Different Yet Not Divided

Diverse Group of People


Diversity can enhance the experience of team work.  It can also provide some interesting challenges depending upon the types of diversity and the tasks being completed by the teams (Levi, 2014).

 The challenge of diversity is to get the benefits of functional diversity and differences in perspectives, while managing the communication and conflict problems created by diverse people working together.  Positive benefits accrue when a team learns how to overcome the challenges created by diversity (Mannix & Klimoski, 2005).

Levi, 2014

SPAMMAPS is a diverse team involving differences in gender, ethnicity, age and psychological characteristics.  Levi (2014) makes the point that over time diverse individuals can develop a sense of identity as they begin to work more cohesively, forming an emotional bond.  “Time working together reduces the negative social impacts of surface-level diversity, while increasing the value of deep-level diversity” (p. 251). Clearly allowing time to work through the diversity that exists in a group is important.

It may have taken SPAMMAPS the better part of a semester to formulate its unique identity but as we approach our finish presentation, there is a sense that we are all committed to finishing well, to contributing to the learning of all our classmates and to enjoying a true sense of satisfaction in knowing we have done good work.  We may have started out being very different but we have managed to forge a common bond that has rendered us at this point, perhaps more  alike than different.

The process of team formation is not usually an “instant” kind of thing.  Diversity may even slow down the process.  In a society that has grown not only love but expect, almost everything in an instant, teamwork may seem rather challenging.  Especially for those teams comprised of diverse members.  However, given time what once seemed to divide its members, may later connect them in deep and meaningful ways.  For many, it is worth the wait.

Levi, D. (2014) Group Dynamics for Teams, Los Angeles, SAGE Publications.

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3 Responses to Different Yet Not Divided

  1. Joanne Even says:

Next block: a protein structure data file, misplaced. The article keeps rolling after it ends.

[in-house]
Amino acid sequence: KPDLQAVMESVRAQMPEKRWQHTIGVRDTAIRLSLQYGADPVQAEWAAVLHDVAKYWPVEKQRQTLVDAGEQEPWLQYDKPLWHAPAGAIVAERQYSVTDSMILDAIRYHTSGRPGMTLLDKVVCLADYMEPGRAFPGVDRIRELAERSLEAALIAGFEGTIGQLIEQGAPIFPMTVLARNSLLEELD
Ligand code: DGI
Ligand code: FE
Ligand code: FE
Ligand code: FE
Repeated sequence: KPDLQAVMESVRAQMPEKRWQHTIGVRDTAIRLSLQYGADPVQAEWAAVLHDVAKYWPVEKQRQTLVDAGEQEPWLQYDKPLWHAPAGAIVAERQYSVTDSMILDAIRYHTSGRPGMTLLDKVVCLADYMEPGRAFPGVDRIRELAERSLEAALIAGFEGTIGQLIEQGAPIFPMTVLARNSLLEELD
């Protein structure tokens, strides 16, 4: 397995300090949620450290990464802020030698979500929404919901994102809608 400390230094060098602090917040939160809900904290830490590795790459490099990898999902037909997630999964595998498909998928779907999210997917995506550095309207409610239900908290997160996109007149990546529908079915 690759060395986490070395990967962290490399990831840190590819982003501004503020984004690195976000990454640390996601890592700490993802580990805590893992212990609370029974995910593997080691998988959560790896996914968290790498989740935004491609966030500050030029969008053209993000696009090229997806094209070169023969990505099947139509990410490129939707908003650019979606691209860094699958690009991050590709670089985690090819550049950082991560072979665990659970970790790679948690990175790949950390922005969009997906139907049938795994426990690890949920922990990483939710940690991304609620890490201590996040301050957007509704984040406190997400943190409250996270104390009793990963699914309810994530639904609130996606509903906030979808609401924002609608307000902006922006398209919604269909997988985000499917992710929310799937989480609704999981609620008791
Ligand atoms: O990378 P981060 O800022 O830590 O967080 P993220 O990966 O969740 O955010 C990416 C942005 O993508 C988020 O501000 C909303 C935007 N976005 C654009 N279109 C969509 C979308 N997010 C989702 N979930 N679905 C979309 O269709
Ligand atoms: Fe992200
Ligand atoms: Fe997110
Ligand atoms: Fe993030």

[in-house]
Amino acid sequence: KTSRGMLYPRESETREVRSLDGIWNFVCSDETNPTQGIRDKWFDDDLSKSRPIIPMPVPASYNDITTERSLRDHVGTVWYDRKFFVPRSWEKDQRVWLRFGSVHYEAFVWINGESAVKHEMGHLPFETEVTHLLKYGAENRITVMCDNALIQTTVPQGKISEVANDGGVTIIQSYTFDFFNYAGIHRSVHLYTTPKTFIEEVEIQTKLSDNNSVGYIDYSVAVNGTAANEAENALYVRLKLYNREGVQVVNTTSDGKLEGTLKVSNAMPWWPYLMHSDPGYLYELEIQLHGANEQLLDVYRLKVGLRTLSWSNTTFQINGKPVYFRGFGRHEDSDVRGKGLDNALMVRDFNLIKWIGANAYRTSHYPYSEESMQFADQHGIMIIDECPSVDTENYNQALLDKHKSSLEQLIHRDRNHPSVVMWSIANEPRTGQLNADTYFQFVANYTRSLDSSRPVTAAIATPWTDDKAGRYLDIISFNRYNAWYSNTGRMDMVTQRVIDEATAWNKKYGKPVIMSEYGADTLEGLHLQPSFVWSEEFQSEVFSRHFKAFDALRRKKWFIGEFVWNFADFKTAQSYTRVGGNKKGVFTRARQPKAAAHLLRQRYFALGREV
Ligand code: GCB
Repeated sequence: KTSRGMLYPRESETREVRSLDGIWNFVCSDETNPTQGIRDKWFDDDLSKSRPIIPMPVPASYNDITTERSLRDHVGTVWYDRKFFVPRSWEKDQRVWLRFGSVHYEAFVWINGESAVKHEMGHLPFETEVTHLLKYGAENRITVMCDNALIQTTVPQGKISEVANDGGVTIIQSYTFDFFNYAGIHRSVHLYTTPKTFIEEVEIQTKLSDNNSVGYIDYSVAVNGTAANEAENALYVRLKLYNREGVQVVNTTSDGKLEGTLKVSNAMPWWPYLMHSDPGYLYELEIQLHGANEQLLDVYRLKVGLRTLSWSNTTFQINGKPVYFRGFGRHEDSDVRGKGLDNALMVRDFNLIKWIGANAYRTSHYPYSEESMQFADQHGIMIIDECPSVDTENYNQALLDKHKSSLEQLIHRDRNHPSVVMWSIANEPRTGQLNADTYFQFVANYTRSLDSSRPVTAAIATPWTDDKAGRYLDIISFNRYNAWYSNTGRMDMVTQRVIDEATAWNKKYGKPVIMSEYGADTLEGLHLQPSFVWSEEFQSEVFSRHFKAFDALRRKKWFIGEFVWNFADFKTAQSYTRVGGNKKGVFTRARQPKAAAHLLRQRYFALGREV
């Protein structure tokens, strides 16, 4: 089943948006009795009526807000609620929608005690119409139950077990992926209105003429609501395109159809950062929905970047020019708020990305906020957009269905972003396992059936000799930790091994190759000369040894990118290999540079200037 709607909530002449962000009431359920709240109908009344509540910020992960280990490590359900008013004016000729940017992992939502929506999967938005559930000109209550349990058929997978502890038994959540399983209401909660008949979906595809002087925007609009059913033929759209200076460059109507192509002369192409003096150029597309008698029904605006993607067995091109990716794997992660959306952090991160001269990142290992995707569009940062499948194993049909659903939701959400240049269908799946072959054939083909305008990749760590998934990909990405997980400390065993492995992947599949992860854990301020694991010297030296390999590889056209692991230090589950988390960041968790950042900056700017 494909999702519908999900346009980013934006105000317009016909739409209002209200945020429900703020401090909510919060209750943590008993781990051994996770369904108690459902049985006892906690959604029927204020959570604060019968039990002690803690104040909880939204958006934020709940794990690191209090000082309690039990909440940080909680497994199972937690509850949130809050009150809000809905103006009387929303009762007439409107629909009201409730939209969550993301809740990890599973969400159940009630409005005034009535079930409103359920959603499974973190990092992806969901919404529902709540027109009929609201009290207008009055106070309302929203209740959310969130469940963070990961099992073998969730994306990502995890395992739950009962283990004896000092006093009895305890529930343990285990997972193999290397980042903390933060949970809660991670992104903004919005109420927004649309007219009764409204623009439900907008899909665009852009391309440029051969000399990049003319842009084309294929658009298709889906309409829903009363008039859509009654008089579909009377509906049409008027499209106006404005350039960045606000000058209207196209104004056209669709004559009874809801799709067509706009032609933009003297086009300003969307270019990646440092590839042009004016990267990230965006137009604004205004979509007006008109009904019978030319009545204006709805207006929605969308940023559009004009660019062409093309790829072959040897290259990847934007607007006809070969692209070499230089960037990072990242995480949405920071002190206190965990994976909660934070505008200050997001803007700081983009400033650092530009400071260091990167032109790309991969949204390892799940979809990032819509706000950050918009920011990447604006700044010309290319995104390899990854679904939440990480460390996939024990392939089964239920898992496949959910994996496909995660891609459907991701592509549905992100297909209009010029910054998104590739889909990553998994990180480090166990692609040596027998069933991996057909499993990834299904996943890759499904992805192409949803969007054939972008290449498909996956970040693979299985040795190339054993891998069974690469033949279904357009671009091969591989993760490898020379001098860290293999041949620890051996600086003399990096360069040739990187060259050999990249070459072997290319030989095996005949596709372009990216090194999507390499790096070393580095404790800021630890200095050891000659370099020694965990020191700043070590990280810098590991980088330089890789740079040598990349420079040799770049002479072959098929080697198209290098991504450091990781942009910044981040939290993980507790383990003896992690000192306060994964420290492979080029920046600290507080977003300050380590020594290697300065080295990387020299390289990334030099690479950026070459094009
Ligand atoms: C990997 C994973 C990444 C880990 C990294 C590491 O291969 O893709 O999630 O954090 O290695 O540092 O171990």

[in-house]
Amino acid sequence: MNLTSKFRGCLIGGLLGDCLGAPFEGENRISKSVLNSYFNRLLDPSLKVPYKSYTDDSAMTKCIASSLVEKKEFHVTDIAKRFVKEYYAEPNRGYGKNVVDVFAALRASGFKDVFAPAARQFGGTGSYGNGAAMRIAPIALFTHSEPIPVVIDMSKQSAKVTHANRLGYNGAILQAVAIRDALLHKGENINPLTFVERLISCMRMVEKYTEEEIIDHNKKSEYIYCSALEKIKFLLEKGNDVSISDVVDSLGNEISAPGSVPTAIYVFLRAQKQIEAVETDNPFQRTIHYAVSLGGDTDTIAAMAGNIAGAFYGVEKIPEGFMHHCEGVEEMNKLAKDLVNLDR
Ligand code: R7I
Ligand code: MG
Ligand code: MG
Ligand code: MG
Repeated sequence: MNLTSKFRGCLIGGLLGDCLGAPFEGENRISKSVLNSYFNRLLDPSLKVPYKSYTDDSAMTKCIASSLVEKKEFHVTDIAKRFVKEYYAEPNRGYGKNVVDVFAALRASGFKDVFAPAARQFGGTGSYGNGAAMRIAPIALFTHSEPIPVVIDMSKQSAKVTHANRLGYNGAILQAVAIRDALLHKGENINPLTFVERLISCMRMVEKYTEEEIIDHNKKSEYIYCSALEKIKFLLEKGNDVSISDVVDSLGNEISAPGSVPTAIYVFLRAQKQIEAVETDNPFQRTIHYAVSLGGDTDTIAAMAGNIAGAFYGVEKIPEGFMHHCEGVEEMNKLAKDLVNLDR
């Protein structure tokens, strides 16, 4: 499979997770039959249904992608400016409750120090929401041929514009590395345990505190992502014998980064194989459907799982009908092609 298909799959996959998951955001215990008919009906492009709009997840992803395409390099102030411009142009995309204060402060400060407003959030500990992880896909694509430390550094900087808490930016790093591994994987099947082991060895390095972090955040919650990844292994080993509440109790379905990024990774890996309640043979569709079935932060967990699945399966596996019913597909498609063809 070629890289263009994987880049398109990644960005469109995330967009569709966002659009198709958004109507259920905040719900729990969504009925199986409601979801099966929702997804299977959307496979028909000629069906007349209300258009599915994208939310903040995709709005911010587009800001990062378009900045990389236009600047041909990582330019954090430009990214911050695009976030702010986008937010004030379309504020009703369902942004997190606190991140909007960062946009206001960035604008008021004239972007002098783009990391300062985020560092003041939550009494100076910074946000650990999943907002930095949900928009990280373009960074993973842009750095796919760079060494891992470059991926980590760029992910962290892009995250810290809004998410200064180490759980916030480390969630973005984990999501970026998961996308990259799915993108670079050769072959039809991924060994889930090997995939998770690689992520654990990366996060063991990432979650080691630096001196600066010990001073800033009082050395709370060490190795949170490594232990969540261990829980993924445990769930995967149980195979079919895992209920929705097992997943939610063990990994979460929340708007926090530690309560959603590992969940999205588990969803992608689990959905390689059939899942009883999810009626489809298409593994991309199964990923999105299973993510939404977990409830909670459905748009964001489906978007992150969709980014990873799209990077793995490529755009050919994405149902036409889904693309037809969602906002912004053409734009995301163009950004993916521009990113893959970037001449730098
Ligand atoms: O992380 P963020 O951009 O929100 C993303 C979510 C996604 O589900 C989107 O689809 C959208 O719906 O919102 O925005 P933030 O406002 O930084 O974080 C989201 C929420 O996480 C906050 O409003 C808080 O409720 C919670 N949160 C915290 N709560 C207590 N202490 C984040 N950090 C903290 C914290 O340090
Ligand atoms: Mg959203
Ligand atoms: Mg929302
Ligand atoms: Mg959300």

Interesting comment about the expectation of instant gratification having a countering effect on teamwork. I wonder if the up & coming generation — with their love of online gaming that involves working as teams — will view teamwork differently, further supporting Jane McGonigal’s notion that gaming can make a better world.

    • Joanne – how good to hear from you! Thanks for responding to this post. I found the video fascinating! I did note however, that the amount of time these gamers spent trying to obtain epic wins seemed anything but brief. Perhaps, supporting the idea that anything worthwhile may demand an investment of our time.

      It certainly would be interesting to see what might be achieved in exploring this idea and how we might translate the concepts involved in the virtual world to the real world. As always, you provide some thought provoking ideas!

      Are you now a graduate of this program? I’d love to hear what you are doing these days and what life is like upon graduation. Please stay in touch.

  2. ppk says:

    Diversity is anything different from us (Adler, 2008). In that case the whole world is different from us, so we could assume that there is all sorts of diversity around us. Just different thinking style make one human being seem diverse to other. There is the field dependent style and the field independent style, where the individuals thinking, assimilating and learning style is different (Wooldridge, 1994). I agree that communication is very important in any interactions and it also helps to be self-aware. Interesting post! Thanks!

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